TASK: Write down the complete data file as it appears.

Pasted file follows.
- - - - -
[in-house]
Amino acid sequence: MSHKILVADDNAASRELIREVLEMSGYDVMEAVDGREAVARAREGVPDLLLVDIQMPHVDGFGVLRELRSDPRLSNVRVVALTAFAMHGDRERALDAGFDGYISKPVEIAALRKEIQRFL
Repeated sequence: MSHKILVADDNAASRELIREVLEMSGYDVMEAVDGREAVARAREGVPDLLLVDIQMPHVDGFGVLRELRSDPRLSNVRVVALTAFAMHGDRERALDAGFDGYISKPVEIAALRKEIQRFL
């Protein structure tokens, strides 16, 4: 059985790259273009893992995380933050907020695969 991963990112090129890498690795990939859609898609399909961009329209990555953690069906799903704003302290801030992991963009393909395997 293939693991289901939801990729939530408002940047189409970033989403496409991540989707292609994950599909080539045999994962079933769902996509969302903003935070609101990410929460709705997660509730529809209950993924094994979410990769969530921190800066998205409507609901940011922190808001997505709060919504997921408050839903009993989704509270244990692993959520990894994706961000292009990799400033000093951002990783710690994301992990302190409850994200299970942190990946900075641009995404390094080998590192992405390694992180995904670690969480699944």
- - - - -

[in-house]
Amino acid sequence: MSHKILVADDNAASRELIREVLEMSGYDVMEAVDGREAVARAREGVPDLLLVDIQMPHVDGFGVLRELRSDPRLSNVRVVALTAFAMHGDRERALDAGFDGYISKPVEIAALRKEIQRFL
Repeated sequence: MSHKILVADDNAASRELIREVLEMSGYDVMEAVDGREAVARAREGVPDLLLVDIQMPHVDGFGVLRELRSDPRLSNVRVVALTAFAMHGDRERALDAGFDGYISKPVEIAALRKEIQRFL
């Protein structure tokens, strides 16, 4: 059985790259273009893992995380933050907020695969 991963990112090129890498690795990939859609898609399909961009329209990555953690069906799903704003302290801030992991963009393909395997 293939693991289901939801990729939530408002940047189409970033989403496409991540989707292609994950599909080539045999994962079933769902996509969302903003935070609101990410929460709705997660509730529809209950993924094994979410990769969530921190800066998205409507609901940011922190808001997505709060919504997921408050839903009993989704509270244990692993959520990894994706961000292009990799400033000093951002990783710690994301992990302190409850994200299970942190990946900075641009995404390094080998590192992405390694992180995904670690969480699944």